At age 73, famous Scottish comedian Billy Connolly took part in his High Horse Tour, an 11-night stint at the Hammersmith Apollo back in January this year.
The DVD release allows us to become part of the audience at Connolly’s show,laughing alongside the live audience with which it was filmed.
Our first sight of Billy is unexpected. Looking slightly frail, he makes his way to centre stage, all with small steps and miniature movements. His opening line pokes fun at his illness as he says the audience are only cheering him because he’s unwell. Immediately, the elephant in the room not only is acknowledged but pointed toward and laughed at. It breaks the ice and settles the audience in for a Billy Connolly performance like any other, not hindered by his health.
With his full head of grey locks and goatee beard, Billy is instantly recognisable by physical appearance. His confidence and storytelling are what really what make Billy as an entertainer, though. Unable to tell a tale without a quick quip at how ‘he’s big over there’ or how he’s recognised by everyone from policeman to drug dealers, adds a cheeky spirit you can’t help but love.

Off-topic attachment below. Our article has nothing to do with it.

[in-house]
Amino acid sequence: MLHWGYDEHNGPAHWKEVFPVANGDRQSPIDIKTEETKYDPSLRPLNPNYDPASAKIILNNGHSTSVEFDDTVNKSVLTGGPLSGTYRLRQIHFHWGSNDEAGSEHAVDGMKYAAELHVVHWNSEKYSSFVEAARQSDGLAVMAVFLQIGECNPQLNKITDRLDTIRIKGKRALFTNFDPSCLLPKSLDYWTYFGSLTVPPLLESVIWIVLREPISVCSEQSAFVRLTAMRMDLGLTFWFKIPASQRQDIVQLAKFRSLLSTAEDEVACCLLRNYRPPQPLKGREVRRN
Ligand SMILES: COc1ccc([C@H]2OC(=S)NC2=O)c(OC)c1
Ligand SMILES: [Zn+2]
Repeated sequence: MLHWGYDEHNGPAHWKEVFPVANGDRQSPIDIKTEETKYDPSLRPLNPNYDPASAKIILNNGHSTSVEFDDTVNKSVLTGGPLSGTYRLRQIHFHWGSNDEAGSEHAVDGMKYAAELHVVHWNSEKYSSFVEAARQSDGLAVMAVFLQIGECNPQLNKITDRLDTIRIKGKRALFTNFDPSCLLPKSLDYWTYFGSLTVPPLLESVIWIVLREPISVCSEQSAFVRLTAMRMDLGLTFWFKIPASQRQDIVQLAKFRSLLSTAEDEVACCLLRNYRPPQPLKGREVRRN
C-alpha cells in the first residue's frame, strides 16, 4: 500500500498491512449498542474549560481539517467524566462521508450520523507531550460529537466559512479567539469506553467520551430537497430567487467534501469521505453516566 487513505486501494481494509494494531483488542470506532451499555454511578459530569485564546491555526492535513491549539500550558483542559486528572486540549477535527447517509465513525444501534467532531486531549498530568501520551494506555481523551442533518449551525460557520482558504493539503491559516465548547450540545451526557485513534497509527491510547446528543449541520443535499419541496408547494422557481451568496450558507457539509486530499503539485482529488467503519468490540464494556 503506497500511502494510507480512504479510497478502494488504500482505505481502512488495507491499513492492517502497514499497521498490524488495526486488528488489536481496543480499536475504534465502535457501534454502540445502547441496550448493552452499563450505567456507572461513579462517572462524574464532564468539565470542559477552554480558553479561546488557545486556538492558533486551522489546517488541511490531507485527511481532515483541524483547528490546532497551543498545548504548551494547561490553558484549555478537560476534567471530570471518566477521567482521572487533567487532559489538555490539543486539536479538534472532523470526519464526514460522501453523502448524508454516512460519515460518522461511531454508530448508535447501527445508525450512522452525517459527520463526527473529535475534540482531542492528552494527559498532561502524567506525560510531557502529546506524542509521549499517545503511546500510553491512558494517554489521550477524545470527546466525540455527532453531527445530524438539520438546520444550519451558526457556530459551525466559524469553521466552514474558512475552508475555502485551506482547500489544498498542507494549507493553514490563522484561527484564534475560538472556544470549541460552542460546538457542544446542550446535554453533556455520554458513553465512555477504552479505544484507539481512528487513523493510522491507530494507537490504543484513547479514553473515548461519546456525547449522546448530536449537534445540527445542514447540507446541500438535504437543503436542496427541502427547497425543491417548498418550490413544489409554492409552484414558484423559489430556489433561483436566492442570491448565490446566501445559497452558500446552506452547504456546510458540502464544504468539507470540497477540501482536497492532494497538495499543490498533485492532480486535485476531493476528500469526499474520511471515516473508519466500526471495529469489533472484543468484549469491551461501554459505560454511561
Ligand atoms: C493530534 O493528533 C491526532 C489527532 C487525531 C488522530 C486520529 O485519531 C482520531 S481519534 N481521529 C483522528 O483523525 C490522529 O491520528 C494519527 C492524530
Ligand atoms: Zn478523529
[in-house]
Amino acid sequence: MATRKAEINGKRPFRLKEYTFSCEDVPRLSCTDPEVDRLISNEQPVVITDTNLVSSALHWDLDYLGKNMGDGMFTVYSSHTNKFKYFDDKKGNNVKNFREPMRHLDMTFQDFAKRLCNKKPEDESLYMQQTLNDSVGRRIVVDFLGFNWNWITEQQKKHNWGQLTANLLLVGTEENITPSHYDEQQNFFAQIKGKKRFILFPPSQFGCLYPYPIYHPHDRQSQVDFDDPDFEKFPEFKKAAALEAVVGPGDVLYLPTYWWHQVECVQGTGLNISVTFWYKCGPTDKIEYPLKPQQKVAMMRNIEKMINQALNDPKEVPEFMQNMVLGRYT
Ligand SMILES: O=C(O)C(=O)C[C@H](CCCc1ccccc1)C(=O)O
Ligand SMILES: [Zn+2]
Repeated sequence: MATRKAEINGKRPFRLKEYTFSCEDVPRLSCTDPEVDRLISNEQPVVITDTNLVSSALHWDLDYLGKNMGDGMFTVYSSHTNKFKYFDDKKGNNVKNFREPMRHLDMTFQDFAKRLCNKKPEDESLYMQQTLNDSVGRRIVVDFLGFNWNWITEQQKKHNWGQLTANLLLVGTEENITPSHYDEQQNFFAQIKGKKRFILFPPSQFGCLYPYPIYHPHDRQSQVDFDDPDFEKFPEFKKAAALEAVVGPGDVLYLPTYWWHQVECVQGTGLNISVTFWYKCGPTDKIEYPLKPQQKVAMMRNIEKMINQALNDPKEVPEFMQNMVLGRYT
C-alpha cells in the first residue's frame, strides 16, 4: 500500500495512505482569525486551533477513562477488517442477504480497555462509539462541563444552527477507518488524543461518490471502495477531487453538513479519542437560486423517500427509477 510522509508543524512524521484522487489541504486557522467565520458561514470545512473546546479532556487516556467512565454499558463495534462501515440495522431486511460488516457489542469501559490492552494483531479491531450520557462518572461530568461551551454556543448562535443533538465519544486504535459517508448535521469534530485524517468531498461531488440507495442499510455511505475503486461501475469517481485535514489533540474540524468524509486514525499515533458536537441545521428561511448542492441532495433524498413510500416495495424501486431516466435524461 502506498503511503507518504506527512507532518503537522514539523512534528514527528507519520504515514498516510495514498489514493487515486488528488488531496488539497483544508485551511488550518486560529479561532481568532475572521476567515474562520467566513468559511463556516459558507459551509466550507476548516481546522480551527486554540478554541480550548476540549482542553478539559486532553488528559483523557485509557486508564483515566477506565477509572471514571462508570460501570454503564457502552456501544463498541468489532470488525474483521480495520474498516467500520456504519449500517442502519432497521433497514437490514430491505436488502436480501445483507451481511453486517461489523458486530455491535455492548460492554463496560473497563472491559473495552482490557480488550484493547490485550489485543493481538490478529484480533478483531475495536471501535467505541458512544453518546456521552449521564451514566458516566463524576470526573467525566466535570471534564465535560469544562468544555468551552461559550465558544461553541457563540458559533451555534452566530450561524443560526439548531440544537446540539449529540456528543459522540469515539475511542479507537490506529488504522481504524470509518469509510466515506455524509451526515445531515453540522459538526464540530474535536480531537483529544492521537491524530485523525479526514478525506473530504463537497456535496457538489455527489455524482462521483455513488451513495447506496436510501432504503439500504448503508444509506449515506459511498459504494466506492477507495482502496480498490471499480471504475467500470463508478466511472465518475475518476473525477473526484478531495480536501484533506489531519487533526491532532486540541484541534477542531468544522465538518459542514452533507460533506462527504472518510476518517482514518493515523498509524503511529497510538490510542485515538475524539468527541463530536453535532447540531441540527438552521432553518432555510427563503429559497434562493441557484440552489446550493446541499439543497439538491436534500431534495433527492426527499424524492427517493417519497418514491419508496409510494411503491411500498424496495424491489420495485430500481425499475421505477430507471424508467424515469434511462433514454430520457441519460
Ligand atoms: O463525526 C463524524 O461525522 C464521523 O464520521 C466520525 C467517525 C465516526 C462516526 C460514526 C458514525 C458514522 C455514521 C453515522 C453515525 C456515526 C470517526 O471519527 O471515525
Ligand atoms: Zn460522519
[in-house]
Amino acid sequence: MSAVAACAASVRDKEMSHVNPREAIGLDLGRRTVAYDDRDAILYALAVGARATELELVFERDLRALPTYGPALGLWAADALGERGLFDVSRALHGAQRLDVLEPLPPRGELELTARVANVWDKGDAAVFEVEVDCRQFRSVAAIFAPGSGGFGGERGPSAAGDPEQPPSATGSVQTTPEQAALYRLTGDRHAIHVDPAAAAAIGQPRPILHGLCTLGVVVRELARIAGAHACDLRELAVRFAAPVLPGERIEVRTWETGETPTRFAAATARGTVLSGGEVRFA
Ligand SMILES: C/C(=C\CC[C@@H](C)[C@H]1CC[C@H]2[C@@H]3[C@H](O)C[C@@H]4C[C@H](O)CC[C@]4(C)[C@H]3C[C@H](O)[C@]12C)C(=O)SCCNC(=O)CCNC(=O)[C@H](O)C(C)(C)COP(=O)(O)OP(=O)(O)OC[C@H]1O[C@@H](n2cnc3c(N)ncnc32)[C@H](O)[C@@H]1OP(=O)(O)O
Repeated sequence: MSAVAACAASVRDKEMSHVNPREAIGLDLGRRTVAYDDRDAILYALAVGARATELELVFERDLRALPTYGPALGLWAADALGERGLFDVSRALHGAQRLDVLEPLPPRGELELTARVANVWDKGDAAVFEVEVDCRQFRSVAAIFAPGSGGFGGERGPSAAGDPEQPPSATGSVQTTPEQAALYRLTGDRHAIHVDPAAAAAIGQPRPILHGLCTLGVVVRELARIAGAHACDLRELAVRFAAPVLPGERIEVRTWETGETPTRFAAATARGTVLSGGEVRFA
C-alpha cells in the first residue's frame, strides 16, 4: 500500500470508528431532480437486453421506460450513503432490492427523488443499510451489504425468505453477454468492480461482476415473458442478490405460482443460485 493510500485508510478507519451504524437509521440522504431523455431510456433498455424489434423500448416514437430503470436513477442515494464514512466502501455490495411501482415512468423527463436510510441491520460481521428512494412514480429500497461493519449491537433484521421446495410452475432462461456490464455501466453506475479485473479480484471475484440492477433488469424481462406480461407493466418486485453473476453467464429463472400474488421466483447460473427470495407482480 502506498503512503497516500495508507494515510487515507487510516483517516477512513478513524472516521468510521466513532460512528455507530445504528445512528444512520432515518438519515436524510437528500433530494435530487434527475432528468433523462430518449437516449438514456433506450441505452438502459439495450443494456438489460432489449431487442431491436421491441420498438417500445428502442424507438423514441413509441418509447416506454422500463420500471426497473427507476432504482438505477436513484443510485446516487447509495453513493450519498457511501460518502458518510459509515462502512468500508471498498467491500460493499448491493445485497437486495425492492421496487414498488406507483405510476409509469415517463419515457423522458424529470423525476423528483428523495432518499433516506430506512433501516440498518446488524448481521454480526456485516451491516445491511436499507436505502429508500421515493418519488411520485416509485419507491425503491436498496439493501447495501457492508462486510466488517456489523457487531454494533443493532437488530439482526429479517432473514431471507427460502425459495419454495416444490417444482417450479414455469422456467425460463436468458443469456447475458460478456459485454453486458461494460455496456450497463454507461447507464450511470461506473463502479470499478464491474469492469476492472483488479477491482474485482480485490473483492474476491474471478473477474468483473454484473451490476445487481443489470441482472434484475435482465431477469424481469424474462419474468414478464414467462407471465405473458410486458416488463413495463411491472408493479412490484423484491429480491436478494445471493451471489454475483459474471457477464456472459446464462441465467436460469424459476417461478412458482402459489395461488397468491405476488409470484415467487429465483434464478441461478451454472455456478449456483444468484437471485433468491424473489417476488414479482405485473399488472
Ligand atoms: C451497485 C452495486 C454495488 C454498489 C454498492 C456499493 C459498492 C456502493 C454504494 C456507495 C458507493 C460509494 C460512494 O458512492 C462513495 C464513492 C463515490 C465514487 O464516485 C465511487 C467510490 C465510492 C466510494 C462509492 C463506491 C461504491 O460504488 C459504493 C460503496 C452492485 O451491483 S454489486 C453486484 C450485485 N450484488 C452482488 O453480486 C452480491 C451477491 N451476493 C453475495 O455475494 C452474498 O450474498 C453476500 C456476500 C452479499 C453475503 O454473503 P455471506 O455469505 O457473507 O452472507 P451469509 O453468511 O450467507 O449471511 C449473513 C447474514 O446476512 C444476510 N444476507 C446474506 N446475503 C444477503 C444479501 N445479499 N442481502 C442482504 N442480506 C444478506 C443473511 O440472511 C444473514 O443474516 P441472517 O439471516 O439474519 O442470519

One thing as a Scotsman Connolly really taps into is people’s love for swearing. Dropping ‘c-bombs’ like they’re going out fashion, he never actually overuses the cursing: each one perfectly timed with just the right amount of punch that no other word could give.
He doesn’t swerve away from the vulgar and gruesome either. Going into detail of his penile surgery (a particular highlight being his view from the camera in there reminding him of an aquarium) or when someone died during his musical performance at a hospice.
Despite his spirit being present through his words, it’s hard not to initially be distracted by his still stance and lack of animated movements. As Connolly explains (with a few jokes, mind), he has Parkinson’s disease. It’s rare not to see comedians using their hands and bodies to accompany their comedy and uplift it. Although at first, it can seem quite unnatural especially with the close-ups where Connolly appears to look at the camera, it never takes away from his comedy and in fact, makes a lot of his humour more deadpan. Later on, when he’s telling stories about his acting career, he starts to loosen up and become a lot more animated. At this point, Connolly doesn’t bother with transitions and just starts reeling off stories, which in itself is a laugh.
Whatever way he performs, not only is Billy Connolly a brave inspiration but a very talented and hilarious man and this performance proves he’s still got it.